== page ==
German OEMs pay for US/China trade war
Beijing has not hidden its disappointment about the announced trade war and additional export taxation applicable on goods produced in China and sold in the US. China’s vice minister of Finance, Mr Zhu Guangyao told the press that China will not succumb to external pressure.
It didn’t take long before it became clear what this meant; last week, Chinese officials outlined plans to increase the cost of importing 106 types of American goods into China.Next to agricultural produce and chemicals, US produced cars are in scope for an additional 25% (on top of the existing 25%) of import taxation.
Miss the target?
Surprisingly, these tariffs won’t hit the US manufacturers that much. Ford, Fiat Chrysler and GM have been collaborating with Chinese manufacturers for a long time already and produce most of the cars destined to the Chinese market locally. Tesla might well be the only US manufacturer to suffer directly from the additional taxation. Although exact figures are not available, it’s suggested that Tesla’s sales in China are worth about USD 2 billion, which means that the tariffs will impact Tesla for USD 500 million.
Tesla is planning to build a production unit in Shanghai, but concrete plans have not yet been announced, neither about the expected start date of the construction, nor about the potential joint ventures with Chinese companies.
The Germans pay the bill
The additional auto tariffs will most probably hit BMW and Daimler more than the big 3 US manufacturers. Both German brands produce vehicles in the US that are being exported to China. BMW, for instance, manufactures most of the X-Series in Spartanburg, the South Carolina plant. At equal production and export rates, the impact of the 25% taxation on BMW could reach almost USD 1 billion in 2018. As for Daimler, exact figures are not available, but based on projected sales, the impact could reach USD 765 million.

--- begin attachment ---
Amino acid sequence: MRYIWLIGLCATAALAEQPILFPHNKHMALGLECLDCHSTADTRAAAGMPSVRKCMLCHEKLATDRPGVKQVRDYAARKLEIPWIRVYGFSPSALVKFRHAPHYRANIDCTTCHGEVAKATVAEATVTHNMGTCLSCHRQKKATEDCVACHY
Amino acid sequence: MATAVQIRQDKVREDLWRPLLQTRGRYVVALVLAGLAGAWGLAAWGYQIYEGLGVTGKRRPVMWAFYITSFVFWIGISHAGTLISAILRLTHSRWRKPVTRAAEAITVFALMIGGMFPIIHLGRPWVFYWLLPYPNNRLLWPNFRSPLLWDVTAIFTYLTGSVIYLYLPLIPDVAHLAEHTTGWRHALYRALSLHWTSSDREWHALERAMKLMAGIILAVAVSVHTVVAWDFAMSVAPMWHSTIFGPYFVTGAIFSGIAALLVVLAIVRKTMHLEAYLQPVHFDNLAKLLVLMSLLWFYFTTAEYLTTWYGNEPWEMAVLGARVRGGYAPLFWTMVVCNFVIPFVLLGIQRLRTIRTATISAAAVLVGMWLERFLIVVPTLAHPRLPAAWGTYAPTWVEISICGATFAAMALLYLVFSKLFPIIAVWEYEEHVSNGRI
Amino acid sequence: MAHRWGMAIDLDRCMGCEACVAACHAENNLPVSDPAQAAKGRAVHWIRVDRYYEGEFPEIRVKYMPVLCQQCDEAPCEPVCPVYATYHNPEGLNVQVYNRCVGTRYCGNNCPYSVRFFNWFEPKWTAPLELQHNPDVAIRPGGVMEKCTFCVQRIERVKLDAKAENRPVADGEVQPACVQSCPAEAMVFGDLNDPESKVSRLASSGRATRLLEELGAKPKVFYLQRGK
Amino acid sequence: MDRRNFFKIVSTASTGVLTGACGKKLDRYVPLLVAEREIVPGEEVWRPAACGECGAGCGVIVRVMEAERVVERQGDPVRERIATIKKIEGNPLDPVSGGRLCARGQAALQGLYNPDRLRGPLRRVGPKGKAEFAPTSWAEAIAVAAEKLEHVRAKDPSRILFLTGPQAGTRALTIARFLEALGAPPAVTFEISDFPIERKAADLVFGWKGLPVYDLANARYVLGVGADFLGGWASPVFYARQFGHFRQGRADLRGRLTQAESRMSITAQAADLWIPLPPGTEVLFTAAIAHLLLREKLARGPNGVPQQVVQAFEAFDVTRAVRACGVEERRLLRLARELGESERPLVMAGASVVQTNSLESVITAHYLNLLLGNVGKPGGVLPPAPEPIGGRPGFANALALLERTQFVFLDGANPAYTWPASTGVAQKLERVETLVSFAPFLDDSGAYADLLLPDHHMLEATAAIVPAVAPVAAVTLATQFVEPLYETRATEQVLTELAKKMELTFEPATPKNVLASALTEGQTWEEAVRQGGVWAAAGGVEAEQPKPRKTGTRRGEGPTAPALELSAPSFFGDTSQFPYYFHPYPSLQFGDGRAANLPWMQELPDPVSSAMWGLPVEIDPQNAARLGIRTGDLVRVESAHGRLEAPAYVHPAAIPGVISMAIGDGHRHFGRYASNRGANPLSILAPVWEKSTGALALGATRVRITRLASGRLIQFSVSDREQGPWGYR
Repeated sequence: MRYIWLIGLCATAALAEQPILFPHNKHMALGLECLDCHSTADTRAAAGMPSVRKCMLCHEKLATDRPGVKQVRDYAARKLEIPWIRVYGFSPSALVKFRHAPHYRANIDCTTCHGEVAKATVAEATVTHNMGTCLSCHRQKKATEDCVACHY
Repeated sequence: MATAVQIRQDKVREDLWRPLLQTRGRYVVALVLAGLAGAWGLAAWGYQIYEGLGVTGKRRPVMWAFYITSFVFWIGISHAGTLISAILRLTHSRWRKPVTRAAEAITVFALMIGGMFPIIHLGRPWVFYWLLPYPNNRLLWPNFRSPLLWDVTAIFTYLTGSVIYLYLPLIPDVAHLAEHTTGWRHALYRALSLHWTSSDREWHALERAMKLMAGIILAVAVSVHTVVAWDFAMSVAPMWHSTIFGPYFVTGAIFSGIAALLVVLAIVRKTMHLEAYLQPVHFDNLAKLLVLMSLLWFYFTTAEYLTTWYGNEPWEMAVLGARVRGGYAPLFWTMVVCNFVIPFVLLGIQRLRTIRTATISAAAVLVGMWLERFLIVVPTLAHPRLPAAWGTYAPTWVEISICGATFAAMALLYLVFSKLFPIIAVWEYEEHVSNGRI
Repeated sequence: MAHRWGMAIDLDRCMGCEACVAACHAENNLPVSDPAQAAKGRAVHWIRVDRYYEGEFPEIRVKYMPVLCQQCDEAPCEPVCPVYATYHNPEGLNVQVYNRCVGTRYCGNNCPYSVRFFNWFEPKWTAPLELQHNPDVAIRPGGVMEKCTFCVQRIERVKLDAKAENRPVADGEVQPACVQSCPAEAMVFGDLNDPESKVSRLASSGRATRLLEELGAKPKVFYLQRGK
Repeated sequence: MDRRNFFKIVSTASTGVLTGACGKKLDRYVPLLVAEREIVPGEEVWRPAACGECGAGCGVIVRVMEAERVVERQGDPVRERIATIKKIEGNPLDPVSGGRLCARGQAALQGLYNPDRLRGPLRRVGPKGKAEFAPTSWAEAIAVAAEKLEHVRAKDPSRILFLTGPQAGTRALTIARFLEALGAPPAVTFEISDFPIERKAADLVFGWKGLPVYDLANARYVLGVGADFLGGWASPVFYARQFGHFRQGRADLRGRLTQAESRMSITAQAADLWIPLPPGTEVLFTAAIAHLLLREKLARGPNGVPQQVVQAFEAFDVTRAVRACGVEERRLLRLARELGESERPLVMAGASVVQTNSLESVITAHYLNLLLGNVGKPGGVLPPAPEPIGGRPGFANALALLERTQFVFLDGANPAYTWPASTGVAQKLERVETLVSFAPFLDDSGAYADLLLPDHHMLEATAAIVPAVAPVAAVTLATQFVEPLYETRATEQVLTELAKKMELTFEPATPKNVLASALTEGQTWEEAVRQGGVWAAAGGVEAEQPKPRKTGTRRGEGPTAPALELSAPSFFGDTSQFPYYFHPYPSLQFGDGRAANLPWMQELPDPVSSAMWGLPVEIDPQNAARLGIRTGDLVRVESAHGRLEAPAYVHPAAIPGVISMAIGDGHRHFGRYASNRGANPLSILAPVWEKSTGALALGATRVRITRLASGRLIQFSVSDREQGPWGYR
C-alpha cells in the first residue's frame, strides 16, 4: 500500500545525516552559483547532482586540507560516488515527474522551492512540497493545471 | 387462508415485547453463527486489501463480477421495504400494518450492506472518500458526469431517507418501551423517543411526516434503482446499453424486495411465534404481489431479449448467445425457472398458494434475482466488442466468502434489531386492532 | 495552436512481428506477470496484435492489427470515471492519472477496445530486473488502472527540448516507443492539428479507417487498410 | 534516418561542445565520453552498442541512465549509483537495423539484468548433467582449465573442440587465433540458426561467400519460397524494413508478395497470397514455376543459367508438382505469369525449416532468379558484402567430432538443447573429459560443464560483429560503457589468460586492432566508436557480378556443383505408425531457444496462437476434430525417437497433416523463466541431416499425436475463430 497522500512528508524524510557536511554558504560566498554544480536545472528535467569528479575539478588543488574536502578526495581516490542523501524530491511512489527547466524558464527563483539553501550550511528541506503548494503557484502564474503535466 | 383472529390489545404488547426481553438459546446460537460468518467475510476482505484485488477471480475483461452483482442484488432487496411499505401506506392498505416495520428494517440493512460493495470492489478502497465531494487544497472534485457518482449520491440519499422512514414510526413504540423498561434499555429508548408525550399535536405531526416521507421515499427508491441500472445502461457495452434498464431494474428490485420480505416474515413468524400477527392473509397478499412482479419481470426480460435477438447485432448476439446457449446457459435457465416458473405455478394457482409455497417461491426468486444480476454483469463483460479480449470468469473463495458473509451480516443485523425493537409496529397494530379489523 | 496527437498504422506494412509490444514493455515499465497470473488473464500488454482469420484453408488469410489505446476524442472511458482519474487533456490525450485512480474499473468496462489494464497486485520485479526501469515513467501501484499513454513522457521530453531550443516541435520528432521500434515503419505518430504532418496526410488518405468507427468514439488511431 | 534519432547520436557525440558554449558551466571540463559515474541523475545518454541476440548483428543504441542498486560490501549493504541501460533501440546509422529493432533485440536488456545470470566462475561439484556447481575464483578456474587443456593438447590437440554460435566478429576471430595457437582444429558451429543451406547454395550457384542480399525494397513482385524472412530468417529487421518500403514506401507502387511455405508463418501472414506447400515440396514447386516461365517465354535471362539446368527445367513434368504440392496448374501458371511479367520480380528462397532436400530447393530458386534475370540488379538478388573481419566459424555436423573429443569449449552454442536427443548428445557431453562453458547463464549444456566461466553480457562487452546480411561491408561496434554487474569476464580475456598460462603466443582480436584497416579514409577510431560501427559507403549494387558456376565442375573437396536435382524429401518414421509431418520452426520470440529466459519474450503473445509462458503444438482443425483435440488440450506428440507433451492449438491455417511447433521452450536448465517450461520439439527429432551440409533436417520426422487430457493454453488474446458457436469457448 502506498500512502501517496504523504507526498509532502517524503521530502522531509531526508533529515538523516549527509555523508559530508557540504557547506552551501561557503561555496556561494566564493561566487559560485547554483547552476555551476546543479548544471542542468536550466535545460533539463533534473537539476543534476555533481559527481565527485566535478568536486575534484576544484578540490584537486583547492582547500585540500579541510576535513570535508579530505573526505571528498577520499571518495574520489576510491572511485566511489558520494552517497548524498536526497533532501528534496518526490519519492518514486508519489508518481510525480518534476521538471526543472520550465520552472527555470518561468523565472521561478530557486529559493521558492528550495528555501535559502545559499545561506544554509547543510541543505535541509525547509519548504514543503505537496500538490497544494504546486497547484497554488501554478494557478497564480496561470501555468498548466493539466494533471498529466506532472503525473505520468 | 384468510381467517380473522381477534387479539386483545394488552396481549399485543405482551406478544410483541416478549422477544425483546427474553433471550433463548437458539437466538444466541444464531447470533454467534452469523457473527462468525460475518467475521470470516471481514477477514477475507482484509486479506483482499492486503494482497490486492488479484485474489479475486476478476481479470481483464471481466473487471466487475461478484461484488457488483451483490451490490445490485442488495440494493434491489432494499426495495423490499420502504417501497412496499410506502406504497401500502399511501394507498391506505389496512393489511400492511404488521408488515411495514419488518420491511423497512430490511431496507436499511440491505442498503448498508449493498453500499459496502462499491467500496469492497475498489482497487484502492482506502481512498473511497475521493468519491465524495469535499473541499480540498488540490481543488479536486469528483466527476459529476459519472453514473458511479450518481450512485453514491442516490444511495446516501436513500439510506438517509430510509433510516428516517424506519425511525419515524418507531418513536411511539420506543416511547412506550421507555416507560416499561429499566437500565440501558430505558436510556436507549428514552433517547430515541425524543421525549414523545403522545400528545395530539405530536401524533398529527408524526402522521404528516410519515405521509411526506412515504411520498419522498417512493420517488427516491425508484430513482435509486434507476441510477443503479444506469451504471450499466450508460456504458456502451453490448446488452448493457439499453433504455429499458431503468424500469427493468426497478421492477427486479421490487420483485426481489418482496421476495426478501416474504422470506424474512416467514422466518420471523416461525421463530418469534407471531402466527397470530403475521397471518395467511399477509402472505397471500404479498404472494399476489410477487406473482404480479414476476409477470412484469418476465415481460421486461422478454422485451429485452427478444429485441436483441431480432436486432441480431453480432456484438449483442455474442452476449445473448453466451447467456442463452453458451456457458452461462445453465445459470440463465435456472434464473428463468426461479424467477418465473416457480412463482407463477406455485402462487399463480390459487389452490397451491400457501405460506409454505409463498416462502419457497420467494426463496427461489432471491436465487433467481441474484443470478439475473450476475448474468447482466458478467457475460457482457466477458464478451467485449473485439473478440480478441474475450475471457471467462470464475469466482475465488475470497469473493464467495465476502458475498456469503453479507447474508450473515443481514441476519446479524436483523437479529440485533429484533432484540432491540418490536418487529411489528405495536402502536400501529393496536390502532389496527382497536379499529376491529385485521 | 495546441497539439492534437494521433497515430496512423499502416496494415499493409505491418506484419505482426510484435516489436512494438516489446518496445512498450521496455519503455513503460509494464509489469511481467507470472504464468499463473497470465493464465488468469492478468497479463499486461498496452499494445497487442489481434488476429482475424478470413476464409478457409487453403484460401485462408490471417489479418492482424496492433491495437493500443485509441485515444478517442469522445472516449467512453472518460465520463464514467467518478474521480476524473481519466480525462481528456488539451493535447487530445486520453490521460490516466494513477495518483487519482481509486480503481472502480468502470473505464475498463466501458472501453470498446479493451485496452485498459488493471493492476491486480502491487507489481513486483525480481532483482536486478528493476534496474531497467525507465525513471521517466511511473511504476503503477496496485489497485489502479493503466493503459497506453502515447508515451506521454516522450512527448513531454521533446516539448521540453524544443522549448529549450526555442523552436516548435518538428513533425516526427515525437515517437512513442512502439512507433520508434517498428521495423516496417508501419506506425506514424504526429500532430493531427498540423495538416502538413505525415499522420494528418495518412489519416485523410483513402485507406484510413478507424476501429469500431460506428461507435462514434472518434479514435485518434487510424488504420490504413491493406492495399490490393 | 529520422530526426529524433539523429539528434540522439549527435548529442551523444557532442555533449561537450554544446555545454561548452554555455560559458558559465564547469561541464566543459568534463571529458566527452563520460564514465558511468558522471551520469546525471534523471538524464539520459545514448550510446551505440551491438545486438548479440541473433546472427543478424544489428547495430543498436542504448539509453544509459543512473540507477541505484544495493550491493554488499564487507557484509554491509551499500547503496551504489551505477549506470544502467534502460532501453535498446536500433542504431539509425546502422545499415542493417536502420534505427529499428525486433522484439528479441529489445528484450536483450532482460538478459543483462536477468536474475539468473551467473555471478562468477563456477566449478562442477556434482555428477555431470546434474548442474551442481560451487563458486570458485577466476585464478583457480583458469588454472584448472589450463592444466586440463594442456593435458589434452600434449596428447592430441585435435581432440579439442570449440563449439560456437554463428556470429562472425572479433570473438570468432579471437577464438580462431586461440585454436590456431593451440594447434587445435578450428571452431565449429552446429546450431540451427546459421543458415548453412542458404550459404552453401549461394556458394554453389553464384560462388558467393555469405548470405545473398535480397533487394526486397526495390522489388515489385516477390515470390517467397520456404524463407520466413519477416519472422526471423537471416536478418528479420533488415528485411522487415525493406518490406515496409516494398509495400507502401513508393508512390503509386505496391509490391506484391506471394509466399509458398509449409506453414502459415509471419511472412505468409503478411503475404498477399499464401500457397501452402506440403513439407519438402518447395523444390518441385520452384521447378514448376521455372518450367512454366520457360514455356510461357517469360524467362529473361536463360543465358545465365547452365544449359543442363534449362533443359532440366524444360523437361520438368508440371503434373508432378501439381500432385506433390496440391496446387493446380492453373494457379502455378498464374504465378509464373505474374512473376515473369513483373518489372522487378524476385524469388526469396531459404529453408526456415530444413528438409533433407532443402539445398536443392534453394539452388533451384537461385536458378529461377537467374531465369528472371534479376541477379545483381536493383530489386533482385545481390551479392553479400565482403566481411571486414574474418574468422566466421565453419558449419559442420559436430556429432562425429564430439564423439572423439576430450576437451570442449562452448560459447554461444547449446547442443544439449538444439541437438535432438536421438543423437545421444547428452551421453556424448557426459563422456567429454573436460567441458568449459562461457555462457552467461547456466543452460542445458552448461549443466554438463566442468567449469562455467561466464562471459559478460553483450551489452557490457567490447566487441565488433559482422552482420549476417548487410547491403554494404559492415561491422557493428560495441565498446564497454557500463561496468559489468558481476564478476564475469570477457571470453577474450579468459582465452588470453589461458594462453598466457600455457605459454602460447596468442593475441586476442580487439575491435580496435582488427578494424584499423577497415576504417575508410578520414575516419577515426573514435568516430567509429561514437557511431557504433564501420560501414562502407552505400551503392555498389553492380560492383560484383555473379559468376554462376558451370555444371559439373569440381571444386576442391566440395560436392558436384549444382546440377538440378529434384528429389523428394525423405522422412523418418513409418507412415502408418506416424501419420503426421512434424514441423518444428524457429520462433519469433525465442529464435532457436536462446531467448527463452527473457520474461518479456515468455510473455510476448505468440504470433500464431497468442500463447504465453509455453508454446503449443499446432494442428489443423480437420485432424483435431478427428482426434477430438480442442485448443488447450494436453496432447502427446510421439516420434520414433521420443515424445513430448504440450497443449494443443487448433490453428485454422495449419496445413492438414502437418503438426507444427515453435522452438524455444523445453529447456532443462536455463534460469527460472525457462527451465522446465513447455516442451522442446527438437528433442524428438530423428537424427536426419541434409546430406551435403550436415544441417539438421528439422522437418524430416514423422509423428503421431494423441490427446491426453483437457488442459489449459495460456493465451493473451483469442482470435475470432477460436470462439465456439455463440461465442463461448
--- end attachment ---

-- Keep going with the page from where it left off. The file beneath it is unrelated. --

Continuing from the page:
What are the options?
Neither of the German OEMs have reacted with concrete measures or, as stated in the Daimler press release: “We don’t speculate about ongoing negotiations. We are of course monitoring the situation closely.” Nevertheless, it’s not that hard to read between the lines. BMW has already moved the production of the popular X3 series destined to the Chinese market, to other plants, such as the Rosslyn plant in South Africa and the Shenyang plant in China. It is certain that Daimler’s modern and flexible production lines in alternative countries will also be absorbing additional units for the Chinese market.
If, on top of the North-American measures aimed at the Chinese market, the US would decide to modify or cancel the NAFTA agreement that allows for easy trade with Mexico and Canada, an additional production shift to other countries becomes a likely scenario. This would most certainly impact volumes produced in the US and consequently the sustainability of the US plants.
Most of this is speculation so far, and the WTO will have to try and solve the feud between China and the US. Nevertheless, it has already created a state of uncertainty and confusion amongst the OEMs that will most probably have an impact on growth and development.